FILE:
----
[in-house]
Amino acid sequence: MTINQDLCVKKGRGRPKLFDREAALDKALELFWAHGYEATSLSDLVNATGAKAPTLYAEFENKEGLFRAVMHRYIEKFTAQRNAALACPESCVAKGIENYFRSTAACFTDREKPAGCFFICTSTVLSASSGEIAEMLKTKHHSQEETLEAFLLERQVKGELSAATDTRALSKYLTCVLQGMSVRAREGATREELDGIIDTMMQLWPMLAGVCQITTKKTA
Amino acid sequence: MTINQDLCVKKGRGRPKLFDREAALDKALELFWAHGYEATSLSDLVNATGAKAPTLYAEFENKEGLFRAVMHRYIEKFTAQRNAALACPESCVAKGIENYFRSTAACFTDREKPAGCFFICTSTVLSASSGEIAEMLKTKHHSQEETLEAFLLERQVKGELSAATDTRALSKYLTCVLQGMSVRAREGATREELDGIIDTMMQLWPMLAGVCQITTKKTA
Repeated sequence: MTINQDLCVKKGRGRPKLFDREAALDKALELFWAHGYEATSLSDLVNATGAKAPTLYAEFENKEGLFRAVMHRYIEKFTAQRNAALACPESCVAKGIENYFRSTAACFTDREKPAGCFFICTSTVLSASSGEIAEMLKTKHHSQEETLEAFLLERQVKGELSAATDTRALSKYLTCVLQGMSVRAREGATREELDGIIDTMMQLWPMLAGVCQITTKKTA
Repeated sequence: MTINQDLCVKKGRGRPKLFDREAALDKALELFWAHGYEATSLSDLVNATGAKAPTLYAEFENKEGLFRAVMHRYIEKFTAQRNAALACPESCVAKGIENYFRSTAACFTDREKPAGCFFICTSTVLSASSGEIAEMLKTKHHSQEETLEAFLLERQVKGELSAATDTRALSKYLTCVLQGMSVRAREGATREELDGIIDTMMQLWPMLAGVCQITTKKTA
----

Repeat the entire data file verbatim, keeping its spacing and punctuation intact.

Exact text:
[in-house]
Amino acid sequence: MTINQDLCVKKGRGRPKLFDREAALDKALELFWAHGYEATSLSDLVNATGAKAPTLYAEFENKEGLFRAVMHRYIEKFTAQRNAALACPESCVAKGIENYFRSTAACFTDREKPAGCFFICTSTVLSASSGEIAEMLKTKHHSQEETLEAFLLERQVKGELSAATDTRALSKYLTCVLQGMSVRAREGATREELDGIIDTMMQLWPMLAGVCQITTKKTA
Amino acid sequence: MTINQDLCVKKGRGRPKLFDREAALDKALELFWAHGYEATSLSDLVNATGAKAPTLYAEFENKEGLFRAVMHRYIEKFTAQRNAALACPESCVAKGIENYFRSTAACFTDREKPAGCFFICTSTVLSASSGEIAEMLKTKHHSQEETLEAFLLERQVKGELSAATDTRALSKYLTCVLQGMSVRAREGATREELDGIIDTMMQLWPMLAGVCQITTKKTA
Repeated sequence: MTINQDLCVKKGRGRPKLFDREAALDKALELFWAHGYEATSLSDLVNATGAKAPTLYAEFENKEGLFRAVMHRYIEKFTAQRNAALACPESCVAKGIENYFRSTAACFTDREKPAGCFFICTSTVLSASSGEIAEMLKTKHHSQEETLEAFLLERQVKGELSAATDTRALSKYLTCVLQGMSVRAREGATREELDGIIDTMMQLWPMLAGVCQITTKKTA
Repeated sequence: MTINQDLCVKKGRGRPKLFDREAALDKALELFWAHGYEATSLSDLVNATGAKAPTLYAEFENKEGLFRAVMHRYIEKFTAQRNAALACPESCVAKGIENYFRSTAACFTDREKPAGCFFICTSTVLSASSGEIAEMLKTKHHSQEETLEAFLLERQVKGELSAATDTRALSKYLTCVLQGMSVRAREGATREELDGIIDTMMQLWPMLAGVCQITTKKTA